Brown had a short-lived stint in exploitation movies including Jack Hill's FOXY BROWN (1974). Considering his past roles, it was an odd fit for him. Part of this films peculiarity is imagining a western star playing a vicious rapist (dressing up in clothes later made popular by both Jason Voorhees and Michael Meyers) who makes his victims sing 'Jingle Bells' while he violates them. Why Jingle Bells? Possibly because of a line of dialog where he states he's opening a woman up like a Christmas present or in reference to "ringing a great many woman's bells".

Also look out for Stanley Adams as Bernie Drake, an obscene phone caller (who happens to be an investigator for a law firm!) who crosses paths with the Rape Squad. For STAR TREK fans, Adams will be instantly recognizable from his role as Cyrano Jones on 'The Trouble With Tribbles' episode.

The simply adorable Jo Ann Harris plays Linda, the leader and main protagonist in ACT OF VENGEANCE. Her career was mostly in TV and you've likely seen her somewhere before. She also featured as one of THE BEGUILED, the Clint Eastwood dramatic thriller from 1971. The hugely successful RICH MAN, POOR MAN (1976) mini series and also the underrated TV horror film, CRUISE INTO TERROR (1978) are among her credits.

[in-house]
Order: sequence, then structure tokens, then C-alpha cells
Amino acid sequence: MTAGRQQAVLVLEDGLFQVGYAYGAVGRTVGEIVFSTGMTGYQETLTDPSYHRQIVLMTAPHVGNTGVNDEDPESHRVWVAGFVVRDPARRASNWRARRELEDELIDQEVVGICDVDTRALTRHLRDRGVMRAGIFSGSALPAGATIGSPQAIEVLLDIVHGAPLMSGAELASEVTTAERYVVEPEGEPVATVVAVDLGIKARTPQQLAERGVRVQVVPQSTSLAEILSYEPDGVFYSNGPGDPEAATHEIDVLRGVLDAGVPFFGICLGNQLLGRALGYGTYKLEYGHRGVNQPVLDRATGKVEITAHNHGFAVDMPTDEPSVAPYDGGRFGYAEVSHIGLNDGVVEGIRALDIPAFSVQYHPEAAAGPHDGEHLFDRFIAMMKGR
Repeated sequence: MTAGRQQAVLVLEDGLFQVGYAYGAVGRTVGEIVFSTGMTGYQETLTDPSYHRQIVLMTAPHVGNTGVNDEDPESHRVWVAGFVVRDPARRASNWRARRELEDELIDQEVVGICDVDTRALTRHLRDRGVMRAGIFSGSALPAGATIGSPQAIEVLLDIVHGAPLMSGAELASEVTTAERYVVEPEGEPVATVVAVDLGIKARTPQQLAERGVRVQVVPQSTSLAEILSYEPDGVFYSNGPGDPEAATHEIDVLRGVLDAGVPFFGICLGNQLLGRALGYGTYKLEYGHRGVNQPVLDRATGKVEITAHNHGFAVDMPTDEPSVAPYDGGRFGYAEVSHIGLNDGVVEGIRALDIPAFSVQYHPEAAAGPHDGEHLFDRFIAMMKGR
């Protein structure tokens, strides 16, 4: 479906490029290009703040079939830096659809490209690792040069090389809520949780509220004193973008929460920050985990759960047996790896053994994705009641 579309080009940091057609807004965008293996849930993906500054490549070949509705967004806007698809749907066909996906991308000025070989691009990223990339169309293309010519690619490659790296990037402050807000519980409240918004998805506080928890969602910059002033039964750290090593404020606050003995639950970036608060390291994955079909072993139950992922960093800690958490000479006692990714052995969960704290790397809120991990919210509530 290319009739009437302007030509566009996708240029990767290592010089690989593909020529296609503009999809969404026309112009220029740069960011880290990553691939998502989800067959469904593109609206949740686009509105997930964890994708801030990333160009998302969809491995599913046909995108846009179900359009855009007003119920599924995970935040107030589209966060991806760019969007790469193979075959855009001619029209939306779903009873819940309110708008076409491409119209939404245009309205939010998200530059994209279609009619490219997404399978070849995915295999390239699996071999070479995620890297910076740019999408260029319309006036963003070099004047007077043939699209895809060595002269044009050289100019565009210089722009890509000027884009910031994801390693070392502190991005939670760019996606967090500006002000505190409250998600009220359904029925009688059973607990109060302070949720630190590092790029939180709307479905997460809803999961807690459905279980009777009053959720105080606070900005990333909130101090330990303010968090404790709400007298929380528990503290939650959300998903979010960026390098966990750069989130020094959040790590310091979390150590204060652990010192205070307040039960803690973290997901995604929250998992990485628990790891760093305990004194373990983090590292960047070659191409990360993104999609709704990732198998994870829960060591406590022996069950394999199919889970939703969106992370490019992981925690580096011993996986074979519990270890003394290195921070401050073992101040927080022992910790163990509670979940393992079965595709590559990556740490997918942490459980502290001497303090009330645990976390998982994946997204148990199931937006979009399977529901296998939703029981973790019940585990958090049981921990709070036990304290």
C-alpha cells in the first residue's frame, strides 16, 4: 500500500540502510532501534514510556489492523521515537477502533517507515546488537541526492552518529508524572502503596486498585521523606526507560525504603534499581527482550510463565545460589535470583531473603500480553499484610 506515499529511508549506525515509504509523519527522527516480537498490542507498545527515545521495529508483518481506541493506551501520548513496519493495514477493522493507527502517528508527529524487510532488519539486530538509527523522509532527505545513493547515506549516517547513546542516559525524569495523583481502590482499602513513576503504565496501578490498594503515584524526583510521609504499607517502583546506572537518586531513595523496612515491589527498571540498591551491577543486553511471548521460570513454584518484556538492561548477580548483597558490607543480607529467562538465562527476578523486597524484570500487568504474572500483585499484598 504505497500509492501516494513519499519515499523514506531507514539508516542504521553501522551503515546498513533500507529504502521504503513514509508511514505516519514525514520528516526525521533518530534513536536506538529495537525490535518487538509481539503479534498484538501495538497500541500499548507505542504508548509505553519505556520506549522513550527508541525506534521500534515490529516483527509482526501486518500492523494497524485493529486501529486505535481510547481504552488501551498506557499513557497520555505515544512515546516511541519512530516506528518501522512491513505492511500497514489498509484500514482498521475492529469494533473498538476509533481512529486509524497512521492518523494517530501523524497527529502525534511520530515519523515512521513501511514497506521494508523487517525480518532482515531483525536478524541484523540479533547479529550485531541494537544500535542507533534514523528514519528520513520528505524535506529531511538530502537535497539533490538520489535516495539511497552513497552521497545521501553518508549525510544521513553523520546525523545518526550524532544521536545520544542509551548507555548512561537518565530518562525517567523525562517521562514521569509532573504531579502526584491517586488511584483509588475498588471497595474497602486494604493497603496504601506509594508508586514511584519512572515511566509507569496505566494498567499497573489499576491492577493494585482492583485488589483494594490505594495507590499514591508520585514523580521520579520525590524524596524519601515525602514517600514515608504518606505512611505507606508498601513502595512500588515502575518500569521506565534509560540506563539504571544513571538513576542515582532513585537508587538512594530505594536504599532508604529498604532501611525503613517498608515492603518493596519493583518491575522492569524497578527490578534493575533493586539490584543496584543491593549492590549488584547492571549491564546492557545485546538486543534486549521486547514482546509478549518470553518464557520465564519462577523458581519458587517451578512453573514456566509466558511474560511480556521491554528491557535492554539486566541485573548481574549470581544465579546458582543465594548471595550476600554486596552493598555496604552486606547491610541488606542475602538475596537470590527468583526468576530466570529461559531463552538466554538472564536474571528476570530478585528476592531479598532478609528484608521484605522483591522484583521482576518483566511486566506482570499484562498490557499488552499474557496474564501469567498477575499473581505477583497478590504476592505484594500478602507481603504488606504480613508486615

Lada Edmunds Jr. owns the film in all her scenes. A shame she sits out the ending. Her Karate scenes are impressive when compared with martial arts in American made productions of the time and especially those performed by women. She's gorgeous and very well built. Too bad her film career was so short-lived.

Mixing elements of COFFY (1973), THE DOLL SQUAD ([1973] itself a low budgeted mixture of James Bond stylings and the trashiness of the GINGER series), and possibly even DEATH WISH (1974), Kelljan's movie is an enjoyably rough romp despite some ropey moments here and there. The title ACT OF VENGEANCE brings a far more serious film to mind even if it's not consistent in that department. RAPE SQUAD definitely suits the less than cultured appeal this picture has. It's worth noting Kelljan's film got something of an unacknowledged remake in 1986 as THE LADIES CLUB. 

While it never quite crosses the line, it flaunts itself on the outskirts of vulgarity that will appease a good many of this films intended audience.

This review is representative of the MGM MOD DVD.